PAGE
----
How to enhance self efficacy beliefs | stockbee


How to enhance self efficacy beliefs

Yesterday I reproduced a post which I wrote on members blog about self efficacy

Everyday work on your self efficacy beliefs...

Some of you have asked how can one do that. Self efficacy is very different from self confidence and many of the things emphasized in pop psychology books or self help book. Self efficacy is a behavioral school of thought in psychology that tries to explain our learning  and motivation.
This old post of mine explains how to build self efficacy. 
How can you enhance perceived self efficacy
Self efficacy is built through four processes:
  1. Mastery experience
  2. Role modelling
  3. verbal persuasion
  4. psychological cues.
These four are in order of importance. Most critical way to build self efficacy is through a mastery experience.

Mastery experience is basically a successful experience of mastering a task. Mastery experiences happen when the learner has reached the point where they understand the content knowledge enough to perform a task on their own or masters the task. It happens if the learner goes in to sufficient depth on material he  is trying to learn. It happens as a result of immersion in a particular field or task. It happens with plenty of prior exposure to the content. At some stage the learners are able to interpret the results of their actions and use those results to develop their own capability to engage in future actions or tasks. Then the learner become auto learners. They are able to participate in tasks on a first hand basis with little or no assistance from outside influences. When you experience a intense mastery experience you get a feedback on your own capabilities. Long and sustained efforts are required for mastery experience.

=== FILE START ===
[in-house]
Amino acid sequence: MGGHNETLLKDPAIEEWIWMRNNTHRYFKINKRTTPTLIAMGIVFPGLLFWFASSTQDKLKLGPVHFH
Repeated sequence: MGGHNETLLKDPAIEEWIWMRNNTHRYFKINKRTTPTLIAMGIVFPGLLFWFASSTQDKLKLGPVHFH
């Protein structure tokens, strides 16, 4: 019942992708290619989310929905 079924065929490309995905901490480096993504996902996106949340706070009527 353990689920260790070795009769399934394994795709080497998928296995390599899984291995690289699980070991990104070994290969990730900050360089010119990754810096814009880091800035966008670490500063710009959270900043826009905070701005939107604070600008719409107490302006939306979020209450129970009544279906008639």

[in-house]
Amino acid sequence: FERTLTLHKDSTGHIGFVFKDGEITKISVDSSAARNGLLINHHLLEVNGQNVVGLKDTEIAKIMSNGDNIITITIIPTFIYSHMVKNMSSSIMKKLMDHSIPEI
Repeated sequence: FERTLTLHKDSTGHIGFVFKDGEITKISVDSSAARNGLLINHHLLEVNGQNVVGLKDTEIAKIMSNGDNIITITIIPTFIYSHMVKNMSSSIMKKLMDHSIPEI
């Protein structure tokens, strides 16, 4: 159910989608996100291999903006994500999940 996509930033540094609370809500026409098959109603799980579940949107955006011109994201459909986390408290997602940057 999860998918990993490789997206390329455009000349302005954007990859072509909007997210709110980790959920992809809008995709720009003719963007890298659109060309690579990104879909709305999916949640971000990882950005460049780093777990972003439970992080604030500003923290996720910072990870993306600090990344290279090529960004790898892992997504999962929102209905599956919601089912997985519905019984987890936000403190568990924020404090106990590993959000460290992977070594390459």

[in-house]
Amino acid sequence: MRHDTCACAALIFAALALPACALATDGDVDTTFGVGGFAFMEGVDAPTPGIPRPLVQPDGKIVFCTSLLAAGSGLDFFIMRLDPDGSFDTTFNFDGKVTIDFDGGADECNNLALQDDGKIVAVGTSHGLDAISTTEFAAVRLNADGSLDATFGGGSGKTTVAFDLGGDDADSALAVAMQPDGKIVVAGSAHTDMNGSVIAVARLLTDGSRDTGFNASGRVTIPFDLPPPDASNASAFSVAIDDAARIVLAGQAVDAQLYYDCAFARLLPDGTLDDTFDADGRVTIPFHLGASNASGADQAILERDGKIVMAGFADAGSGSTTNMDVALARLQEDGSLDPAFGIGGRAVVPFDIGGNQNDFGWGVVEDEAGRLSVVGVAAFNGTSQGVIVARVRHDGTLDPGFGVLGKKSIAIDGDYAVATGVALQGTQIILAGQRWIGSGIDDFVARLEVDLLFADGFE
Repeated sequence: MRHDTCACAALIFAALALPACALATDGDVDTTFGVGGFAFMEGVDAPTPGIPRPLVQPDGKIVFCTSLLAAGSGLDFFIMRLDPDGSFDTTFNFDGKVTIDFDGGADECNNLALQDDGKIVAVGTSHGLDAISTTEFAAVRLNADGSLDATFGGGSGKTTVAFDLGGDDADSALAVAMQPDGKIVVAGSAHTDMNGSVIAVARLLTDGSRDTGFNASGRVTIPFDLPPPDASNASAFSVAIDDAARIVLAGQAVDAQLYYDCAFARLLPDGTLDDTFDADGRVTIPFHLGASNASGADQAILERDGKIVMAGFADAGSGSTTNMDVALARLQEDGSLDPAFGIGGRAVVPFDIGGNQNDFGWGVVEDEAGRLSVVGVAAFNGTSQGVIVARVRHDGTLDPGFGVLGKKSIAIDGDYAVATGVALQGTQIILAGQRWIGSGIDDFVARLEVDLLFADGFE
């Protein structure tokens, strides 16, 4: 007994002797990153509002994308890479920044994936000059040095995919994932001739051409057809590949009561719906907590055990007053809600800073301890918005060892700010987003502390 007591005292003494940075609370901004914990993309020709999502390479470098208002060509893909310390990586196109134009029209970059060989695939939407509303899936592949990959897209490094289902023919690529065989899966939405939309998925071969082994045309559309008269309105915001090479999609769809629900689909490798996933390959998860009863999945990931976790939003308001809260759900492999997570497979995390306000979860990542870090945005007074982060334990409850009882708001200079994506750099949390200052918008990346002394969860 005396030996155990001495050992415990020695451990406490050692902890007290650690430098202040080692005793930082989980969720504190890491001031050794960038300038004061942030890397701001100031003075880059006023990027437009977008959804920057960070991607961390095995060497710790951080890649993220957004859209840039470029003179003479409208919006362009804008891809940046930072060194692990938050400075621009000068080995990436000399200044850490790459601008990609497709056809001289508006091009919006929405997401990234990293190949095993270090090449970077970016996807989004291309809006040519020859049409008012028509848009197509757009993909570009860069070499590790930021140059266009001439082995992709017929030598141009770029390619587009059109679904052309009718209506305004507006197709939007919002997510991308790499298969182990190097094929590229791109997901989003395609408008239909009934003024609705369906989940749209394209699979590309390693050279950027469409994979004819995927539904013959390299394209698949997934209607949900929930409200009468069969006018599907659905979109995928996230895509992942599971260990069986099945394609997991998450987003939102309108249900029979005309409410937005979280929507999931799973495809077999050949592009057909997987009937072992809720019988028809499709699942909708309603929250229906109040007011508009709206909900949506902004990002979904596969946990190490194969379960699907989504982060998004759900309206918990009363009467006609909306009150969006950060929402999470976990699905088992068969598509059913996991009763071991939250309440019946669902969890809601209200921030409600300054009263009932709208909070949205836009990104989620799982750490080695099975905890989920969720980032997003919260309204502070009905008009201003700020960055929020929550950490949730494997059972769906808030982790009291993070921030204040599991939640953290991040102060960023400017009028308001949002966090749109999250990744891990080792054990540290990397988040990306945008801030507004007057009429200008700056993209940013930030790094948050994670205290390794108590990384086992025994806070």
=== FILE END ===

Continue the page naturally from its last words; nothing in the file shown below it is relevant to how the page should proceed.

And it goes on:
Self efficacy beliefs are critical not only in academic situation but in any task like sports. Self efficacy beliefs are task specific. So a person might have high perceived self efficacy beliefs in one subject but have less self efficacy in other field.
Self efficacy builds over a period of time and more mastery experience you have, you become better at a task and learning other tasks. 

Mastery experience is the main source of self efficacy. All other things are secondary. In training or coaching situation one can structure the situation in such a way that the trainee experiences a mastery experience. This is the fundamental principle used in training commandos and marines. In simulated and controlled situation they are put in situations where intense learning happens in a very short period of time. That creates a mastery experience. That forever enhances the trainees perceived self efficacy belief. Some years ago Discovery Channel had a 6 part series called Navy Seals Buds Class 234 , if you watch that , it is excellent example of creating mastery experience in a simulated environment. If you work for a successful start up at early stage, you will have a mastery experience. That is why you will find many successful entrepreneurs become serial entrepreneurs. 
Many people go through a lifetime without having a intense mastery experience in any field  and so have low self efficacy belief.  

Vicarious experience or role modelling is the second source of self efficacy. It is when the learner is primarily gaining self- efficacy or confidence in a given task through observation of a role model attaining success at a task The learner does not play an active role in such learning experience. They are learning more through the watching of someone who already understands the task or the objective or is on the same skill level as the observer.

The social persuasion or the verbal persuasion as it is also called is basically  the exposure to the verbal and nonverbal judgments that others provide that can impact the level of self efficacy that a student has.

Physiological cues is the next source of self efficacy beliefs. We judge our own  degree of confidence by the emotional state we experience as we contemplate or engage in an action. So our physiological states affect our  self efficacy beliefs. But such states tend to be temporary. 

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